by Luke Harbur
From the October 2015 IssueScott Pilgrim vs. the World: a perfectly cast, fast-paced, colorful, relatable and respectable film deserving praise for each shot. Criticism for this film also deserves recognition, but it serves to be trite in the grand scheme of the film as a whole.
Scott Pilgrim is one of the most underrated films of the last few years. The movie’s director, Edgar Wright, literally clasped a chalice of success with this novel-to-screen adaptation. The characters, the editing and even the script (often accused of being poorly-written) justify the sheer genius of why this film is worthy of close analysis.
Let’s first examine the main cast members. Michael Cera portrays Scott Pilgrim, the film’s main protagonist. Cera is known for being widely typecast as an underdog whose awkward social skills ironically grant him his desires. Examples of this particular portrayal include his roles of George-Michael Bluth in Arrested Development, Paulie Bleeker in Juno and Evan in Superbad. Though Cera takes on his usual image as the passive hero within Scott Pilgrim vs. the World, Wright’s decision to cast Cera compliments his typical performance. He is able to passively kick ass with his words and the different side you’ll see from Cera involves his aggressive nature within the film. In the comic books, Pilgrim brings out an unexpected set of kung fu fighting skills that dominate Ramona Flowers’ seven evil exes. Other than his stereotyped self in This Is the End and his double casting in Youth in Revolt, Cera’s performances do not usually involve boisterousness and confrontation. Through watching Scott Pilgrim vs. the World, a viewer will be able to see an angry Cera through his bass grooves in Sex Bob-omb, epic punches in fast-paced fights and unrestricted rage towards anyone who gets in the way of his friends.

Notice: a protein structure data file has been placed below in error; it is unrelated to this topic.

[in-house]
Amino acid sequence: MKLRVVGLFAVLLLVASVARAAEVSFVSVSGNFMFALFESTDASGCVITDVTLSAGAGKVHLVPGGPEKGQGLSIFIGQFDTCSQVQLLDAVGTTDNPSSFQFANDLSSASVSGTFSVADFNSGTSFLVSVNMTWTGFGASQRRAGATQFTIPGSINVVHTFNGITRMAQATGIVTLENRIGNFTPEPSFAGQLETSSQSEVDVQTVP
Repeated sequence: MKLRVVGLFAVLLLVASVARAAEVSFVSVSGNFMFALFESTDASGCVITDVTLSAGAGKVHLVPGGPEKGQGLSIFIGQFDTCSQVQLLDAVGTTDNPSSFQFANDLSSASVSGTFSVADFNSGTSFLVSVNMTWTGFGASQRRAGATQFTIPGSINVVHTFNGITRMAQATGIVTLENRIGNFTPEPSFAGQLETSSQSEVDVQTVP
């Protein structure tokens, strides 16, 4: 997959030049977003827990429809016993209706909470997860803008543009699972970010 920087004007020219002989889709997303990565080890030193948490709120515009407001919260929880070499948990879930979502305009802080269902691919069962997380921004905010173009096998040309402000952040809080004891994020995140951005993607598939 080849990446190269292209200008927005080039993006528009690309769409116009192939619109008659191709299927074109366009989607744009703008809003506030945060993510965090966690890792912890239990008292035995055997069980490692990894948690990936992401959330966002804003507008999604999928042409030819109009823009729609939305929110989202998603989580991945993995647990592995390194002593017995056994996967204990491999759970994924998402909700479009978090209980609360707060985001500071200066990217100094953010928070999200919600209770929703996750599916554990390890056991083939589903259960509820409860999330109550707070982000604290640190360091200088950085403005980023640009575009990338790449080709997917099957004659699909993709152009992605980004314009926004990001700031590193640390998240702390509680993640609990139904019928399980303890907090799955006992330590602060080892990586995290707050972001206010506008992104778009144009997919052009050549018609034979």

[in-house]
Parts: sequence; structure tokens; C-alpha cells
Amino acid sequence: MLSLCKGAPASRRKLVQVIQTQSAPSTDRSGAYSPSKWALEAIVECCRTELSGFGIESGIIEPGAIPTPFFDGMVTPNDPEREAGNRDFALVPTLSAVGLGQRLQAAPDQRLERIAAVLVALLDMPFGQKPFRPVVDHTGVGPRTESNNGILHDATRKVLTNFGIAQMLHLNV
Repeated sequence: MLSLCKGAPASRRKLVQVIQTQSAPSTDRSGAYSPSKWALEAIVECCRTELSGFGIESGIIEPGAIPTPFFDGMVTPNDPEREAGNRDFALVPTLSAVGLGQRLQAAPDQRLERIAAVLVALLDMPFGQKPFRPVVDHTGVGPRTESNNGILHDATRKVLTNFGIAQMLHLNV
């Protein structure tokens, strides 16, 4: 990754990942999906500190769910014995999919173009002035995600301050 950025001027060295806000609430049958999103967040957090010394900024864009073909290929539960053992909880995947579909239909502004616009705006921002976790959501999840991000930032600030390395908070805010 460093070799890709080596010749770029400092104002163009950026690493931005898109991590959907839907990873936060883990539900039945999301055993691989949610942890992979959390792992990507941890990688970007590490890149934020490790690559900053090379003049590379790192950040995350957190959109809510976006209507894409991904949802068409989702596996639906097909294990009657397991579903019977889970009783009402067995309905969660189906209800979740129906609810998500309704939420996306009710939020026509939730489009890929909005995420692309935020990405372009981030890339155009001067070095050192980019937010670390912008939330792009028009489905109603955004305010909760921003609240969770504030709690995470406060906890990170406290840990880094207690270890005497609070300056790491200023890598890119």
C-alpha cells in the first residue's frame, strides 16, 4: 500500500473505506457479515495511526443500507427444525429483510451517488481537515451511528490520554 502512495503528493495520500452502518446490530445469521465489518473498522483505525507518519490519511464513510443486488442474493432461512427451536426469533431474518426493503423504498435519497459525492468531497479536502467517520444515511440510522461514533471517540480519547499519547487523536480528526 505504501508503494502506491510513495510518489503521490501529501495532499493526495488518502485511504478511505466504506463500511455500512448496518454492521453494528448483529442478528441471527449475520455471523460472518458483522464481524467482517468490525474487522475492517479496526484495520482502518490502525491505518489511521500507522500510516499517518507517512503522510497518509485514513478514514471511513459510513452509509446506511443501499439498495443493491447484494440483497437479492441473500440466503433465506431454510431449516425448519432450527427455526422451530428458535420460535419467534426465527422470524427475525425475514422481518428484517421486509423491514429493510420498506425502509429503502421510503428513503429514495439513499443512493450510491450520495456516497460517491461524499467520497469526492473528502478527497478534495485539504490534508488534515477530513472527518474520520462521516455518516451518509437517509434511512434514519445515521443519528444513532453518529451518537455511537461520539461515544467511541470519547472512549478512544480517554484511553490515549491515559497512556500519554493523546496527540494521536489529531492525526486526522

On the other hand, Jason Schwartzman shows off the diversity of his talent through a role unlike anything he’s ever played. His portrayal of Gideon Graves contains no lackluster skill. Schwartzman had just finished Fantastic Mr. Fox, where he played Ash, a negative-minded protagonist who underwent a change-of-heart by the end of the film. But the character Gideon Graves uses a sly, deceptive and manipulative personality to leech off Pilgrim’s aspirations. With a cool, collected approach, Schwartzman watches Cera’s character suffer by using little to no dialogue. In fact, a great metaphor for Schwartzman’s excellent performance is how he chews his gum throughout the film. Whenever Schwartzman feels comfortable about his circumstances within the film, the gum is loosely chewed or barely moved by his mouth; however, whenever he becomes irritated or enraged, you’ll see those lips smacking hard. Pay attention to the end of the film; you’ll then see why the gum becomes one of the most important aspects of Schwartzman’s character.Lastly, two female actresses complete the Scott Pilgrim picture. After only a couple minutes into the film, you meet Ellen Wong as the obsessive Sexbob-omb fangirl, Knives Chau. Her passive persona, combined with back-to-back tribulations, evolves her into an assertive superstar. As the obsessive character watches Pilgrim level up in confidence from defeating Flowers’ exes, we’re watching her slowly drift away from Pilgrim. At the beginning of the film, Chau is almost no more than two or three feet away from Pilgrim’s side. She holds his hand, only plays a knock off version of Dance Dance Revolution with Pilgrim, and is the only one screaming for his band, Sexbob-omb, at the Battle of the Bands competition. As Pilgrim defeats each of the exes, we watch her experience separation, depression and a lack of belonging. But through her low points came her own journey to confidence. Near the climax of the film, Chau enters the final battle with utmost confidence in her methods of defeating Gideon Graves. At the resolution, Chau is effectively depicted as the real hero of the movie.